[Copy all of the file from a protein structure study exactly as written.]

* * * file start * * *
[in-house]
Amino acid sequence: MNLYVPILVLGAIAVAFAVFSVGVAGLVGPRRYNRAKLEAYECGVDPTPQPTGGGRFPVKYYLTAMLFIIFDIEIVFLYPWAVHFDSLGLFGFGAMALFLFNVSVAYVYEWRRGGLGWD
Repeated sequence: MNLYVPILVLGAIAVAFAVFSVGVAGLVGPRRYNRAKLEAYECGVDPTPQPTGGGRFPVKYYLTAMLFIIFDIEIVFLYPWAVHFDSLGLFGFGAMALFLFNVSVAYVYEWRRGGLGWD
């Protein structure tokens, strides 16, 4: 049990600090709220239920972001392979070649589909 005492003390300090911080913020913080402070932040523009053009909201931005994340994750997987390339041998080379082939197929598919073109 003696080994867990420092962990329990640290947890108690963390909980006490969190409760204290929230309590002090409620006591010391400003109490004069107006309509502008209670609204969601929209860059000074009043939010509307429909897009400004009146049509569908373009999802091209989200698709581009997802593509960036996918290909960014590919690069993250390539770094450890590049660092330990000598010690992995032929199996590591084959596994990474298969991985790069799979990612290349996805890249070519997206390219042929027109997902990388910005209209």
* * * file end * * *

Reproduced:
[in-house]
Amino acid sequence: MNLYVPILVLGAIAVAFAVFSVGVAGLVGPRRYNRAKLEAYECGVDPTPQPTGGGRFPVKYYLTAMLFIIFDIEIVFLYPWAVHFDSLGLFGFGAMALFLFNVSVAYVYEWRRGGLGWD
Repeated sequence: MNLYVPILVLGAIAVAFAVFSVGVAGLVGPRRYNRAKLEAYECGVDPTPQPTGGGRFPVKYYLTAMLFIIFDIEIVFLYPWAVHFDSLGLFGFGAMALFLFNVSVAYVYEWRRGGLGWD
């Protein structure tokens, strides 16, 4: 049990600090709220239920972001392979070649589909 005492003390300090911080913020913080402070932040523009053009909201931005994340994750997987390339041998080379082939197929598919073109 003696080994867990420092962990329990640290947890108690963390909980006490969190409760204290929230309590002090409620006591010391400003109490004069107006309509502008209670609204969601929209860059000074009043939010509307429909897009400004009146049509569908373009999802091209989200698709581009997802593509960036996918290909960014590919690069993250390539770094450890590049660092330990000598010690992995032929199996590591084959596994990474298969991985790069799979990612290349996805890249070519997206390219042929027109997902990388910005209209």